Dude, Where’s My Gear?

Don't fall victim to emotional decisions and gear purchases without doing your homework.

By M. Erik Matlock September 26, 2016

Image courtesy of James Robertson

As I waited patiently through dozens of random items donated for a local auction, the moment finally came… A box of microphones donated from a local music store.

The previous hour or so had been nerve-wracking. I didn’t dare leave my seat for fear that the mostly unorganized charity fund-raiser crew would decide to pull it up when I wasn’t looking.

“Here we have a mixed box of microphones and cables. Let’s start the bidding at five dollars,” the auctioneer finally said.

Boom. First bid. I knew they would be mine.

This was not my first desperate excitable moment as a gear junkie. Most of my life had been wrapped around the pursuit of various toys for making noise. This was just my first shot at competing with other potential gear mongers.

One of us was about to score more than a dozen microphones and cables.

After a few seconds, someone else threw in a bid. Crap!

It turned out that it was the owner of a small dance studio, who needed a few mics for making announcements at her dance recitals.

When nobody else flinched, I bid again. And so did she.

Now, understand this. I have been notorious for being the guy who worked himself into the ground in support of whatever ministry or job I had committed to. When my family supports something, it is not a casual involvement. We pride ourselves on generosity and performance.

Just not this time.

With limited cash on hand, and more goodies still sitting on that stage, I made a predictable, gear-fiend decision. Forget whatever charity this is supporting, I need those microphones.

So, in complete disregard for protocol or even basic dignity, I stood up and went over to the dance instructor. Yes, during the bidding. Leaning in, I asked her how many of them she needed. She only wanted two, so I offered a quick suggestion. I whispered to her that nobody else wanted them. Stop bidding and I would give them to her.

Success. I won the box for about twenty-five bucks.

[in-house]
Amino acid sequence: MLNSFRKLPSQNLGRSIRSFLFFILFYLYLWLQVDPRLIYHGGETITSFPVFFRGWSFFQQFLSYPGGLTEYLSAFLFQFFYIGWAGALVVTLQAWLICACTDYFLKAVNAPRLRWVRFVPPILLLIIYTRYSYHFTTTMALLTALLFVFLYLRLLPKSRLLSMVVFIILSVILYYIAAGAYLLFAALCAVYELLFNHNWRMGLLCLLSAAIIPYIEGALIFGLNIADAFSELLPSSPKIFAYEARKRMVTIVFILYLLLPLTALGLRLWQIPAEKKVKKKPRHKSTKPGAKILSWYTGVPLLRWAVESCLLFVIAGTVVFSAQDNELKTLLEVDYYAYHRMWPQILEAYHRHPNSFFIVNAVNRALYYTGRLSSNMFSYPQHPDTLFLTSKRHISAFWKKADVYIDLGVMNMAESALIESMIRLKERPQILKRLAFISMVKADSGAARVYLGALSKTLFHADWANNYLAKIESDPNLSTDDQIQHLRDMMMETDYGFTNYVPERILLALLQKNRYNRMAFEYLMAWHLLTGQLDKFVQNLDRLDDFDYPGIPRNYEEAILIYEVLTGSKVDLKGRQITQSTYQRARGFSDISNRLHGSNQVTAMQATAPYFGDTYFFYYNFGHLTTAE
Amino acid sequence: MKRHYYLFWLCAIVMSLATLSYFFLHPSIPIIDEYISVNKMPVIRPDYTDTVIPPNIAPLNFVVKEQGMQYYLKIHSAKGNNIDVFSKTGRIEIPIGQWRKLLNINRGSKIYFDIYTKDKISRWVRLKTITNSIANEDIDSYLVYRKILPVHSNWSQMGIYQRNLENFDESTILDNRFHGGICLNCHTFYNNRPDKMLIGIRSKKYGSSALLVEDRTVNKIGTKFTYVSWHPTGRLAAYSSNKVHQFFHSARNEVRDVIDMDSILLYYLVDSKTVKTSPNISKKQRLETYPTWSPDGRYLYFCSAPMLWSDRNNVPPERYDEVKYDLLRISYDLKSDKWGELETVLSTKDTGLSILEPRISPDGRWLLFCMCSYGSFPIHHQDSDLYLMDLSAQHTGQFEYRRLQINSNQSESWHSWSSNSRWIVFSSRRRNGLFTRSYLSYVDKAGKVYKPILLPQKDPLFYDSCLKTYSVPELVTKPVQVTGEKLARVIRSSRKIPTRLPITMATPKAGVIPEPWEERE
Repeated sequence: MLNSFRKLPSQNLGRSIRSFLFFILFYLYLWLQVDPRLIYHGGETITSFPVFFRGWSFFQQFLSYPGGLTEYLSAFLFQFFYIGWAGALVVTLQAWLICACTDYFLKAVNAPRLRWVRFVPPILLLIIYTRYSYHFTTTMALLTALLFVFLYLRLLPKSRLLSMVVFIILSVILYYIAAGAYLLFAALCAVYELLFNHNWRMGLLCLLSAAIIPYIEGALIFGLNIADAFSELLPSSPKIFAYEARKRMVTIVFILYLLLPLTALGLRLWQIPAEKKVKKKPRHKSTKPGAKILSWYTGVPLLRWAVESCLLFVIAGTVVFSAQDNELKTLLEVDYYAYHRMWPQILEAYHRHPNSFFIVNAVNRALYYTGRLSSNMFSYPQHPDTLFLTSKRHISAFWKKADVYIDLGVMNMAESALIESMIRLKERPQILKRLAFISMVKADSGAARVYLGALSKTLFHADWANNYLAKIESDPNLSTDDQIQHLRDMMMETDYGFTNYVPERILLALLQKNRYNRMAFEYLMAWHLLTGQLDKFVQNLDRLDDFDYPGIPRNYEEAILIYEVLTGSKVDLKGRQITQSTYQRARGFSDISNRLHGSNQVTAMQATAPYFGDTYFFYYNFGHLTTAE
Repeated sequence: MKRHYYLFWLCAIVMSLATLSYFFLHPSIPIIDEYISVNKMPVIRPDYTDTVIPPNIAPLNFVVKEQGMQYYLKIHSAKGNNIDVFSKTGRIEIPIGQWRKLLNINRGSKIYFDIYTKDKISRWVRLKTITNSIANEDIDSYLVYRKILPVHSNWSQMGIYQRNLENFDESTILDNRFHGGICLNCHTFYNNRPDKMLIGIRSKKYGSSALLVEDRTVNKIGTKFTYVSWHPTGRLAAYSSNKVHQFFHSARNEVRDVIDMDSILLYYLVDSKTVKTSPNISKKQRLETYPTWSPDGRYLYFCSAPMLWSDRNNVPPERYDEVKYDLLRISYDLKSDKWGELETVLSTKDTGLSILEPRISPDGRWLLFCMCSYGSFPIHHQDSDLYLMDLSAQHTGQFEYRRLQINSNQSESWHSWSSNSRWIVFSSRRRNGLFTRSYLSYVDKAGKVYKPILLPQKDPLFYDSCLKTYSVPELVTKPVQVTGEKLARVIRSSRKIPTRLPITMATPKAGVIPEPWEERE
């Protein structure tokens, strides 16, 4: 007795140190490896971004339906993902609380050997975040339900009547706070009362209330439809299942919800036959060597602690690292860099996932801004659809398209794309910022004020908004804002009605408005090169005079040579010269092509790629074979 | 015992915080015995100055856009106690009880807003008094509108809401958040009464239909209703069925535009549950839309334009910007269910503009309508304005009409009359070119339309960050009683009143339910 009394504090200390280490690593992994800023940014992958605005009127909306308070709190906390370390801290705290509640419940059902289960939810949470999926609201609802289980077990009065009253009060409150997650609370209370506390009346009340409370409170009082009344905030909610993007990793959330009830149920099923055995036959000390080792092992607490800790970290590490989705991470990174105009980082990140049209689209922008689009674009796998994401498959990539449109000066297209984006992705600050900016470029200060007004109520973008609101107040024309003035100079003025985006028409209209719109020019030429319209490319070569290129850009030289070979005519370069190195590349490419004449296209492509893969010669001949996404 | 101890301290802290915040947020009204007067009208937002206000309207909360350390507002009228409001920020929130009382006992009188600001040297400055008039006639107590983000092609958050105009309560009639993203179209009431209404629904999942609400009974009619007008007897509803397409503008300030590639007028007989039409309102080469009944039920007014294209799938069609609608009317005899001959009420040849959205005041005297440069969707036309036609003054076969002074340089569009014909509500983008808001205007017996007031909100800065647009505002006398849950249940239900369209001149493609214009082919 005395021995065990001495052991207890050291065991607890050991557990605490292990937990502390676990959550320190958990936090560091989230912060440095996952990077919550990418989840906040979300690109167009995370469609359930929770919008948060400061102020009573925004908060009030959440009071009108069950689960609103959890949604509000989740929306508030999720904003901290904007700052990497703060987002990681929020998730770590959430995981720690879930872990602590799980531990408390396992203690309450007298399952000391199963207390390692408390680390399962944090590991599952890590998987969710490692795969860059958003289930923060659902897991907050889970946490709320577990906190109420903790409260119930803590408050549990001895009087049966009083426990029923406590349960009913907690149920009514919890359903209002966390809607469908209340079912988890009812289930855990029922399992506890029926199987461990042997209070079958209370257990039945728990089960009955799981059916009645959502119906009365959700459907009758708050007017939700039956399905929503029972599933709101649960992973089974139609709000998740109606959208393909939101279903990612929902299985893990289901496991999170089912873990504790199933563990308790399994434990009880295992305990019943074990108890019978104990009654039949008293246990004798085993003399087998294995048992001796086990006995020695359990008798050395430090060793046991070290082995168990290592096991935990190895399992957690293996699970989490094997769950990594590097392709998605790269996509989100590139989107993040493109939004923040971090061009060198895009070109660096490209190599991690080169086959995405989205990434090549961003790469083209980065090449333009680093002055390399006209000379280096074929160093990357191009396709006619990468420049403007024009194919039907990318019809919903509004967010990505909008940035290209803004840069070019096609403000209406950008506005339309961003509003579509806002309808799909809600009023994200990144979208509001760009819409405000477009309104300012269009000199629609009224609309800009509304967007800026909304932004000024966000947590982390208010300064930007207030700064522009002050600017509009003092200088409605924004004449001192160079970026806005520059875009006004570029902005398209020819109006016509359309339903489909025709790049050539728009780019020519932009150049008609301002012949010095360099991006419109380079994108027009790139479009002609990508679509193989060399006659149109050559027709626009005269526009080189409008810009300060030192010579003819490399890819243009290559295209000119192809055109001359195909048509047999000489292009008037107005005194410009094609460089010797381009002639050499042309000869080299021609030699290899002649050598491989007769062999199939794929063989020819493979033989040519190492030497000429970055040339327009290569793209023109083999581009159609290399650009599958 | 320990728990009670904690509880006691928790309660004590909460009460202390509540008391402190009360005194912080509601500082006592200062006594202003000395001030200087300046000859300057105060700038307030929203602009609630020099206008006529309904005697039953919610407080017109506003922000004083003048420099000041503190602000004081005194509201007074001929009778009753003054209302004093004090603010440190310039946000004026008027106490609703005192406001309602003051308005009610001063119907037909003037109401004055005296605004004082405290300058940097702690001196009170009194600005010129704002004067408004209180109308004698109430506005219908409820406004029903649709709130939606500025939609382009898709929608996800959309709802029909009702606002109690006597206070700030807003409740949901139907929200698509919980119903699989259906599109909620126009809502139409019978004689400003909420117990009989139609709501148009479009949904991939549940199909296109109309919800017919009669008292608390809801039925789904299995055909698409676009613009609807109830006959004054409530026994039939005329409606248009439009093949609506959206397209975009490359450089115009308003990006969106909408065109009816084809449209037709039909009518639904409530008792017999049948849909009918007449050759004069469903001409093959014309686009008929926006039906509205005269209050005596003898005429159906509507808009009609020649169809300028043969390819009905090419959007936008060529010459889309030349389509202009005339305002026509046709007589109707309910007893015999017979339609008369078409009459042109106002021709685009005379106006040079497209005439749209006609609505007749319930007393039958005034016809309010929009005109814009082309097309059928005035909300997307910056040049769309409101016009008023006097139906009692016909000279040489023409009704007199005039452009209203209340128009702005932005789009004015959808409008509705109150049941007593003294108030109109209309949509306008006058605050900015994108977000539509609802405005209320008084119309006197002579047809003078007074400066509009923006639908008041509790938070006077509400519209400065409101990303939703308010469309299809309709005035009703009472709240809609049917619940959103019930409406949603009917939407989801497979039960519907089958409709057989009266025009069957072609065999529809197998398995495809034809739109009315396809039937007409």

When I retrieved my prize, which I never actually got to inspect before the auction began, I found about fifteen bucks worth of microphones. They were junk. Stuff that had been cleaned out of storage, or never sold. Most of them had cables attached and plastic bodies. The most valuable one in the entire box had Radio Shack stamped on it.

And, for the record, I still have that one. Only that one.

Obviously, I learned from that experience. Never again would I let my emotions get the best of me and create an irrational tsunami in my brain, desperately pushing me into another gear purchase without doing appropriate research.

Yeah. Right.

Used car salesmen have several common tricks that magically make pens levitate over contracts and suck money from our pockets. The head nodding, getting us in the routine of answering “yes” to a long series of questions. The affirmation that we deserve a fine vehicle. The less than rational decision that a used 1982 Hyundai is the perfect car for our present needs. And so on…

The goal is to get us beyond the point of logic and make it purely emotional. They create a connection with the car and provoke us to consider something that is rarely the best choice. So we throw money at something based on emotion.

Gear junkies do it every day, at least in our minds.

Over the years, I repeated similar maneuvers over and over. I spent hard-earned cash, signed loans, and haggled trades for mountains of gear that has all vanished from my life. Either through wear, upgrades, theft, or the final surrender… Selling it off to pay bills that said gear was supposed to support… It’s all gone.

The last of it went away to pay for moving out of a dead end town and cover moving expenses. I basically traded an entire studio for the freedom to start over somewhere else.

In my mind, all that money spent on toys over the course of twenty years was supposed to produce income and lead to the good life and bragging rights. It accomplished neither. It was a wild ride that took me around the world and taught me, the hard way, what the difference is between a hobby and a career.

Hobbies are things we do because we enjoy them. Careers pay bills and hopefully end up in a comfortable retirement. Yeah. Now I know. It was fun, but didn’t get me the endgame I had hoped for.

Don’t fall victim to emotional decisions and gear purchases without doing your homework. Buy good equipment that is appropriate for your long-term goals. Know the career vs hobby thing and get your wife or business partner involved in your plans. Don’t get sucked into the trap of buying junk or anything that doesn’t get you to your intended results.

Now, anyone want to make me an offer on a rare, vintage, one-of-a-kind Radio Shack microphone? It’s a once in a lifetime opportunity…

Senior editor .(JavaScript must be enabled to view this email address) has worked in professional audio for more than 20 years in live, install, and recording. Read more of his random rants and tirades here.


About M. Erik

M. Erik Matlock
M. Erik Matlock

Senior Editor, ProSoundWeb
     
Erik worked in a wide range of roles in pro audio for more than 20 years in a dynamic career that encompasses system design and engineering in the live, install and recording markets. He also spent several years as a production staff member and team leader for the largest non-denominational church in central Georgia, and served as an author for several leading industry publications before joining the PSW team.
http://erikmatlock.com

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